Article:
After some steady improvements, August proved to be a disappointing month for the economy. According to the latest data released by the Labor Department, workers’ left their jobs at record levels. In addition, job creation for August was significantly less than experts forecasted.
The quits rate — the measurement of workers who leave jobs voluntarily — reached a record high of 2.9% in August, with 4.3 million people departing their positions.
The number of job availabilities fell 5.9% in August compared to July — a month with a record level of openings — but remained up to 61.8% compared to August 2020.
Employment rose by 235,000; the Labor Department reported was well below what economists had expected and made August one of the weakest months for hiring since the recovery began more than a year ago.
The slower growth may reflect ongoing concerns about the Delta variant.
“Delta is reducing consumer demand and threatening the reopening,” said Glassdoor Senior Economist Daniel Zhao. “Ultimately, it’s just a harsh reminder that the pandemic has control of our destiny,” he told CNN Business.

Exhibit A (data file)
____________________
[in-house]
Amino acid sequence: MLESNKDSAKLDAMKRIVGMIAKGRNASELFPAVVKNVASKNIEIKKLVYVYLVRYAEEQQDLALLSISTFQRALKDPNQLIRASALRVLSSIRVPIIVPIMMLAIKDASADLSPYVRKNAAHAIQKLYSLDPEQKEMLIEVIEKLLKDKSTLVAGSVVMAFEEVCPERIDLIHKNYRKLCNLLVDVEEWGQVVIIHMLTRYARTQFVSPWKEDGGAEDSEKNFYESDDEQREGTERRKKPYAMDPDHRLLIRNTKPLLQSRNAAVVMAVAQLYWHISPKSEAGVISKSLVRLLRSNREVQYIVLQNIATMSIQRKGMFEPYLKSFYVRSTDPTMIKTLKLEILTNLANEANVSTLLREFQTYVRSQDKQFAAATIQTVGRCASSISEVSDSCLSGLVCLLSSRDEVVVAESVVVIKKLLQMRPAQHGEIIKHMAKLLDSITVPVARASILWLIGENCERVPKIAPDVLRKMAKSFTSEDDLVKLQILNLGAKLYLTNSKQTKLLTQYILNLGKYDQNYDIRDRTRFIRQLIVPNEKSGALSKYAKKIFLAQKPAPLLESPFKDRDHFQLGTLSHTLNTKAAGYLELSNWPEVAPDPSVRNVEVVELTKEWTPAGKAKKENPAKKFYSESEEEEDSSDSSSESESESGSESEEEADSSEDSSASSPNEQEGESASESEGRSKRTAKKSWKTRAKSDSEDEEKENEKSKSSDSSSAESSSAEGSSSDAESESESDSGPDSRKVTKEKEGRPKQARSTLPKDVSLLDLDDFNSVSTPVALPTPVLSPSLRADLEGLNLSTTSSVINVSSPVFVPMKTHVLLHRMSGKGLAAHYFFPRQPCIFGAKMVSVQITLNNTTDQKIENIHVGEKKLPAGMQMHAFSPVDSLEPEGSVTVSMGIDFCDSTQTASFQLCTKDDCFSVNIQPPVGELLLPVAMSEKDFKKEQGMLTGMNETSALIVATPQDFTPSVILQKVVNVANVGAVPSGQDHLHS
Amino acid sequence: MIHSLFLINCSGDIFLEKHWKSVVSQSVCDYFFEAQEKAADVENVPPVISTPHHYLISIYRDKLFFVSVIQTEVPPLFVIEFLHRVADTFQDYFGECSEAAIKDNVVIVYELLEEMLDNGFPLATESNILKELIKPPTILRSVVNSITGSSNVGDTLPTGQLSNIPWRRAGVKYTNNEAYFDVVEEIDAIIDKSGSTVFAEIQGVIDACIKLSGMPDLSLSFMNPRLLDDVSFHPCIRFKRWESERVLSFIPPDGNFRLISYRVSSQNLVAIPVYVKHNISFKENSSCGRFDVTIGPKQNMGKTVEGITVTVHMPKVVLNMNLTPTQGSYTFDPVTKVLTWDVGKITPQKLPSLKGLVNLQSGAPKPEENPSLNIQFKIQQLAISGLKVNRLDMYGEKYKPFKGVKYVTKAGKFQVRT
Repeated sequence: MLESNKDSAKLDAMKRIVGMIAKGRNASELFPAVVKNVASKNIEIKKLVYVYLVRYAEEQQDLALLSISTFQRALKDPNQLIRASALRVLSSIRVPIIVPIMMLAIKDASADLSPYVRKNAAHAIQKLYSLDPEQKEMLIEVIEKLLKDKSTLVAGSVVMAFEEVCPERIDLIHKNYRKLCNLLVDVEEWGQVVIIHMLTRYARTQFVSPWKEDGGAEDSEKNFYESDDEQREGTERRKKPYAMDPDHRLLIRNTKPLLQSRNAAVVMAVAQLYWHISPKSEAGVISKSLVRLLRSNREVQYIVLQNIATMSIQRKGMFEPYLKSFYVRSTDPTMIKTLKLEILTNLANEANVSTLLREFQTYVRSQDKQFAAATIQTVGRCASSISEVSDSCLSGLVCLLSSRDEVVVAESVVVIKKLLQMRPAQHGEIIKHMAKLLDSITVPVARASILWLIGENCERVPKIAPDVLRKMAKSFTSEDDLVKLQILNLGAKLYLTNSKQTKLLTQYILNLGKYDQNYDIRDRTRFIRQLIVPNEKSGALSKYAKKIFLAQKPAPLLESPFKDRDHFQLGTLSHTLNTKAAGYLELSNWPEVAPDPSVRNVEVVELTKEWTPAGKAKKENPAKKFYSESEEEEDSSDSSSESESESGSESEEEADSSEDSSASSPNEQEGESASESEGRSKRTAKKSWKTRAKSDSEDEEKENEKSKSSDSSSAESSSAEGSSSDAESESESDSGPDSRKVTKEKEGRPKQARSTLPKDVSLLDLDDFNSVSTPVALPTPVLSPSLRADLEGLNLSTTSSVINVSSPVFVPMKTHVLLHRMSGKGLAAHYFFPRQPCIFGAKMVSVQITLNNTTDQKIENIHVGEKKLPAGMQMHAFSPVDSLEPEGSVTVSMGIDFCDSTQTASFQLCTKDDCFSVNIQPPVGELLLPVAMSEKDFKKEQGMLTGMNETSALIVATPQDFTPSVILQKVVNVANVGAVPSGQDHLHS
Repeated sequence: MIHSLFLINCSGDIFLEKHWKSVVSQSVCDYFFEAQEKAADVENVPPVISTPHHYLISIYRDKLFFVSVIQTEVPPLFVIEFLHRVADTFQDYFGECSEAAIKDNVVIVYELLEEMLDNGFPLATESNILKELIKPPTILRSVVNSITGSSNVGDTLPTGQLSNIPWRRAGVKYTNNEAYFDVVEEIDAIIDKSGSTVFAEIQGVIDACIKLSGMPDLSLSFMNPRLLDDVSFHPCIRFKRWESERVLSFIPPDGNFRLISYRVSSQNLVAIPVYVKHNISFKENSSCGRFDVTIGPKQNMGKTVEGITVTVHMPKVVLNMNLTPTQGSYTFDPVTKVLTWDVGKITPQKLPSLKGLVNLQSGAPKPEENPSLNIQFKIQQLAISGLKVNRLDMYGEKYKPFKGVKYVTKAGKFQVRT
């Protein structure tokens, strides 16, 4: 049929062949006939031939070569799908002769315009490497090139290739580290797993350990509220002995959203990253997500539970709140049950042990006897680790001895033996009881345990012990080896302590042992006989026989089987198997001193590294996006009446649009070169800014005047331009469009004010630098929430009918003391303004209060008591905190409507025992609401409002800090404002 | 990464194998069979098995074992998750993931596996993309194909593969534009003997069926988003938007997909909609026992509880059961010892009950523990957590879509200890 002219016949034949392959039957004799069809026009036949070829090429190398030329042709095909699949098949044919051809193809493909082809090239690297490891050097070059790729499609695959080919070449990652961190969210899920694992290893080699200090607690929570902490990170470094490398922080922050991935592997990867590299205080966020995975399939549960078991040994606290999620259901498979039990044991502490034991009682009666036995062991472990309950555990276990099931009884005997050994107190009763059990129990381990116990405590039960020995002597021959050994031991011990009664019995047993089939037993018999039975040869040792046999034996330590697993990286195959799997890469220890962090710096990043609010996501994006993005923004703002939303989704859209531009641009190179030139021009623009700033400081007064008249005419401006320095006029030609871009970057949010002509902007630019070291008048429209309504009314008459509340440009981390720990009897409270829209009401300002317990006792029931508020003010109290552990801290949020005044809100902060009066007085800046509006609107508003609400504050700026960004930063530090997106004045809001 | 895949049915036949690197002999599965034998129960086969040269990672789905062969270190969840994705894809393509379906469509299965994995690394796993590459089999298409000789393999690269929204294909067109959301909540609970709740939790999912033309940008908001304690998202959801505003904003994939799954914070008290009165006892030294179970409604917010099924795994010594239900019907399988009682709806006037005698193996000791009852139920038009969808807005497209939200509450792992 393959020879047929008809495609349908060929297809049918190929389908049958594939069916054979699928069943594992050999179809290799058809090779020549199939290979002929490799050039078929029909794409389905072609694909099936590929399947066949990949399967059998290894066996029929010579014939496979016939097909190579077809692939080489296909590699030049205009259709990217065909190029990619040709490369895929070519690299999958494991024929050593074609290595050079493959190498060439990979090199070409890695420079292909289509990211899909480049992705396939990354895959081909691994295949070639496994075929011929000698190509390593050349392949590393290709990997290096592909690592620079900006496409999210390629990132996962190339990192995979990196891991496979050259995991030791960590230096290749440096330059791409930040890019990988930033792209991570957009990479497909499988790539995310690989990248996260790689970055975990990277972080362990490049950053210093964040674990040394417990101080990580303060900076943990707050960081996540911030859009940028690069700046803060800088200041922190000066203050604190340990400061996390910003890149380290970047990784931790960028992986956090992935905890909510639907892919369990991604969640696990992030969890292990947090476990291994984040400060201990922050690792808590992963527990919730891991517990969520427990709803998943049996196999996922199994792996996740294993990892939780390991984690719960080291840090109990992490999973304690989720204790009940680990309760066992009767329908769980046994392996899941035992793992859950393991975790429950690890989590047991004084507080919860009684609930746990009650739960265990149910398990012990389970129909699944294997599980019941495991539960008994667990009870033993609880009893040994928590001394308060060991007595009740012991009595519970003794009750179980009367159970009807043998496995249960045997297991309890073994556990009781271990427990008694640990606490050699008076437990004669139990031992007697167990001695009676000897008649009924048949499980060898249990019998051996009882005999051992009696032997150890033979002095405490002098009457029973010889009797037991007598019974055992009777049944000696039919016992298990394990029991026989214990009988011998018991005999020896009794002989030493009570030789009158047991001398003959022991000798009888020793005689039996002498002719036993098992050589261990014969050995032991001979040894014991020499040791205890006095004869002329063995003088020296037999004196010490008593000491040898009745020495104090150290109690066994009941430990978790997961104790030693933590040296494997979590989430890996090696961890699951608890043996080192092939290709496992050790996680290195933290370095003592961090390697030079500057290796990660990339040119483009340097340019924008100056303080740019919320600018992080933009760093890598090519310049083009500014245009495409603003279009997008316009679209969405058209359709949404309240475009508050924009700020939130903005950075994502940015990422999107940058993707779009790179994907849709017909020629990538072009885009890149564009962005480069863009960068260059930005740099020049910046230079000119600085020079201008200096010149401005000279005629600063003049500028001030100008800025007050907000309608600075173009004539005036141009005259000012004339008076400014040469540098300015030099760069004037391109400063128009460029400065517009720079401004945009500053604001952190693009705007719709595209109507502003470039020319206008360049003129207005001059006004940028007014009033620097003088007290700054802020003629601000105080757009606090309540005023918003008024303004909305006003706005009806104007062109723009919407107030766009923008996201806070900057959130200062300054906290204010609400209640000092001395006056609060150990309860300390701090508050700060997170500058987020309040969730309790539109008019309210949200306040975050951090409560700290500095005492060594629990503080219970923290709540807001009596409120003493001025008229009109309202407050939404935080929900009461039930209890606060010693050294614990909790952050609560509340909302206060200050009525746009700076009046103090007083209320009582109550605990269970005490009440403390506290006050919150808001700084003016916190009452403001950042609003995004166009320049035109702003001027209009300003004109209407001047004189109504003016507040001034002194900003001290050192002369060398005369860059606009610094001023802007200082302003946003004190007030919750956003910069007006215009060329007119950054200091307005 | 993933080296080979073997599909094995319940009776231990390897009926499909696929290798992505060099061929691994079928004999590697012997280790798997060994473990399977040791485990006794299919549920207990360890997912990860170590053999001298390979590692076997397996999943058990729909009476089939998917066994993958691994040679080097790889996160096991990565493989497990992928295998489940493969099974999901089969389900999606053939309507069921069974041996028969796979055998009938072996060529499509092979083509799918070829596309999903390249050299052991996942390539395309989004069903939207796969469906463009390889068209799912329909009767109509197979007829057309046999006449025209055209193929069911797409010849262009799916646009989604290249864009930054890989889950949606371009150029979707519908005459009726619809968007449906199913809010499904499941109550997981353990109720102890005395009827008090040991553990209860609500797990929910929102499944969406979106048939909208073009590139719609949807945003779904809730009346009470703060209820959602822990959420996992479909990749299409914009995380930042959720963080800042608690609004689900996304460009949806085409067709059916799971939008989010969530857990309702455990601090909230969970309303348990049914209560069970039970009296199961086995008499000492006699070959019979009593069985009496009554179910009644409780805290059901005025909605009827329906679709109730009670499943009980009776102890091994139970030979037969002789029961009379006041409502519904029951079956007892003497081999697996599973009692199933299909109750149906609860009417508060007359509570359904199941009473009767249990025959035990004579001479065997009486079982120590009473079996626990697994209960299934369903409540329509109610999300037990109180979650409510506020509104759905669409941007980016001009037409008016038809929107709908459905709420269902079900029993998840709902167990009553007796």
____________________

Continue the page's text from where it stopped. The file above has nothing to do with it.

Employment in the leisure and hospitality sector, which added an average of 350,000 jobs a month for the last six months, was level in August, as restaurants, bars, and other foodservice establishments shed 42,000 jobs, offsetting some gains made by arts, entertainment, and recreation facilities. Retail lost 29,000 jobs.
Job growth in August was driven by 74,000 positions added in professional and business services, 40,000 in private education, and 37,000 in manufacturing.